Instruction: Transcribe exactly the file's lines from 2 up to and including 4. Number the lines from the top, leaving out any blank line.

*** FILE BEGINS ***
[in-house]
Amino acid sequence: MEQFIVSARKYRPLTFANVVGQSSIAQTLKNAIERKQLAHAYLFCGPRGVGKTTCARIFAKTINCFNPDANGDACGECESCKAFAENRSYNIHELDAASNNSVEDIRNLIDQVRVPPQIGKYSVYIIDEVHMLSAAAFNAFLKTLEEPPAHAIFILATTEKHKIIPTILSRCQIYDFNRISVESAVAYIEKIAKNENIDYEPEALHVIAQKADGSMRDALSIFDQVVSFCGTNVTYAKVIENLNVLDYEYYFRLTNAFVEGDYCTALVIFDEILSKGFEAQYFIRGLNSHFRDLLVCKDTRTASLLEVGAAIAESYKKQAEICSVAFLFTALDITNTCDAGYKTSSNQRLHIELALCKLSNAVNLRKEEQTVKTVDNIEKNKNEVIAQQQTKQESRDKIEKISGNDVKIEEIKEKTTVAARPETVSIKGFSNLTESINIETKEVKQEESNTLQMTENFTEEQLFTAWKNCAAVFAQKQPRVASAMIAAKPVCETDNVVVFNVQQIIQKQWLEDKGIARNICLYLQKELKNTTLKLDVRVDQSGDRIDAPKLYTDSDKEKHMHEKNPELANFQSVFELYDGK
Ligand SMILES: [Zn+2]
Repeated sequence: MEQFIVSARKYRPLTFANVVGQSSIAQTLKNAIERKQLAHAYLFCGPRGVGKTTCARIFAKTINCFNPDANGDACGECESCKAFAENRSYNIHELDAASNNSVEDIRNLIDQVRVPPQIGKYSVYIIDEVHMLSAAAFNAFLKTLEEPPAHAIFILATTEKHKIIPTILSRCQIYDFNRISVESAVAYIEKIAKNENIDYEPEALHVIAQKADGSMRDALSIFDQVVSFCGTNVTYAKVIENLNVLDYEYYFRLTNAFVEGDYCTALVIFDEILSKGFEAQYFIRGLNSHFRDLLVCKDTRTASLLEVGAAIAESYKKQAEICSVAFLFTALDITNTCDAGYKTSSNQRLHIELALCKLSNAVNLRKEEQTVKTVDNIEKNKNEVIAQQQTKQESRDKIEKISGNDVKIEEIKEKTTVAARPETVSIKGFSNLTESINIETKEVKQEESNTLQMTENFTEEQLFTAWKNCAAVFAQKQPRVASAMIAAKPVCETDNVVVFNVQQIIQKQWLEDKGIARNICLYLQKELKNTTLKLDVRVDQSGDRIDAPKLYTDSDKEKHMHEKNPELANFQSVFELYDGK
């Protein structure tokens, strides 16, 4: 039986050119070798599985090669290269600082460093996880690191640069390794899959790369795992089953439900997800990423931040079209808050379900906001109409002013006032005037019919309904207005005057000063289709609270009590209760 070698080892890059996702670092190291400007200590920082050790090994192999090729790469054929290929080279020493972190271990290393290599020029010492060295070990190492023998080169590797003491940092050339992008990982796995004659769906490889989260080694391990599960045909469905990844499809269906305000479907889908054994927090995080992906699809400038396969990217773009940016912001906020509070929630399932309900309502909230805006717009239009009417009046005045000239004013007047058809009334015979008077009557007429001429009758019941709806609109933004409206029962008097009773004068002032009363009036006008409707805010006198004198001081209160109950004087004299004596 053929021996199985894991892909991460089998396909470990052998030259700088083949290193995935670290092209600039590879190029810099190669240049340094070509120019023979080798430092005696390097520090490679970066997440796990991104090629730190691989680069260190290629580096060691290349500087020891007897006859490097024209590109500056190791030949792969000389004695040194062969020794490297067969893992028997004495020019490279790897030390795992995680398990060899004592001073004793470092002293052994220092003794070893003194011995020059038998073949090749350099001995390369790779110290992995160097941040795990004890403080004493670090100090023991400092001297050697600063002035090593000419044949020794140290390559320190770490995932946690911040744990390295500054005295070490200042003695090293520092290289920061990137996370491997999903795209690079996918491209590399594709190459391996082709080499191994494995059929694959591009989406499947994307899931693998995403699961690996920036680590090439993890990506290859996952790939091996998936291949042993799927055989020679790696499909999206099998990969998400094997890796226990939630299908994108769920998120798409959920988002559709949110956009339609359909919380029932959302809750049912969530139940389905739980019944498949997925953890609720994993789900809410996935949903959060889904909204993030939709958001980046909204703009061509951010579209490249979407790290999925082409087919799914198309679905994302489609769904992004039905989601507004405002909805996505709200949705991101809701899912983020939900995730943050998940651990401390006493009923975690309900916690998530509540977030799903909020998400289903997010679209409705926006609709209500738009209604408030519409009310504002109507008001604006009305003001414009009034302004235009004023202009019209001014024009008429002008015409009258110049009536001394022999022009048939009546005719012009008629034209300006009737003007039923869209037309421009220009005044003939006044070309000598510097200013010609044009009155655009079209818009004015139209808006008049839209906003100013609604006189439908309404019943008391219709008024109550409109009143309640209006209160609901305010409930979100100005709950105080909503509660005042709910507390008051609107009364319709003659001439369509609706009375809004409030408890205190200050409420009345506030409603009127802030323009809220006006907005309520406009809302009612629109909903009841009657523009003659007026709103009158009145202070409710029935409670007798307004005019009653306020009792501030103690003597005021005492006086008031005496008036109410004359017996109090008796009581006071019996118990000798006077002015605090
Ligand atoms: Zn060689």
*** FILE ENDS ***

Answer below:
Amino acid sequence: MEQFIVSARKYRPLTFANVVGQSSIAQTLKNAIERKQLAHAYLFCGPRGVGKTTCARIFAKTINCFNPDANGDACGECESCKAFAENRSYNIHELDAASNNSVEDIRNLIDQVRVPPQIGKYSVYIIDEVHMLSAAAFNAFLKTLEEPPAHAIFILATTEKHKIIPTILSRCQIYDFNRISVESAVAYIEKIAKNENIDYEPEALHVIAQKADGSMRDALSIFDQVVSFCGTNVTYAKVIENLNVLDYEYYFRLTNAFVEGDYCTALVIFDEILSKGFEAQYFIRGLNSHFRDLLVCKDTRTASLLEVGAAIAESYKKQAEICSVAFLFTALDITNTCDAGYKTSSNQRLHIELALCKLSNAVNLRKEEQTVKTVDNIEKNKNEVIAQQQTKQESRDKIEKISGNDVKIEEIKEKTTVAARPETVSIKGFSNLTESINIETKEVKQEESNTLQMTENFTEEQLFTAWKNCAAVFAQKQPRVASAMIAAKPVCETDNVVVFNVQQIIQKQWLEDKGIARNICLYLQKELKNTTLKLDVRVDQSGDRIDAPKLYTDSDKEKHMHEKNPELANFQSVFELYDGK
Ligand SMILES: [Zn+2]
Repeated sequence: MEQFIVSARKYRPLTFANVVGQSSIAQTLKNAIERKQLAHAYLFCGPRGVGKTTCARIFAKTINCFNPDANGDACGECESCKAFAENRSYNIHELDAASNNSVEDIRNLIDQVRVPPQIGKYSVYIIDEVHMLSAAAFNAFLKTLEEPPAHAIFILATTEKHKIIPTILSRCQIYDFNRISVESAVAYIEKIAKNENIDYEPEALHVIAQKADGSMRDALSIFDQVVSFCGTNVTYAKVIENLNVLDYEYYFRLTNAFVEGDYCTALVIFDEILSKGFEAQYFIRGLNSHFRDLLVCKDTRTASLLEVGAAIAESYKKQAEICSVAFLFTALDITNTCDAGYKTSSNQRLHIELALCKLSNAVNLRKEEQTVKTVDNIEKNKNEVIAQQQTKQESRDKIEKISGNDVKIEEIKEKTTVAARPETVSIKGFSNLTESINIETKEVKQEESNTLQMTENFTEEQLFTAWKNCAAVFAQKQPRVASAMIAAKPVCETDNVVVFNVQQIIQKQWLEDKGIARNICLYLQKELKNTTLKLDVRVDQSGDRIDAPKLYTDSDKEKHMHEKNPELANFQSVFELYDGK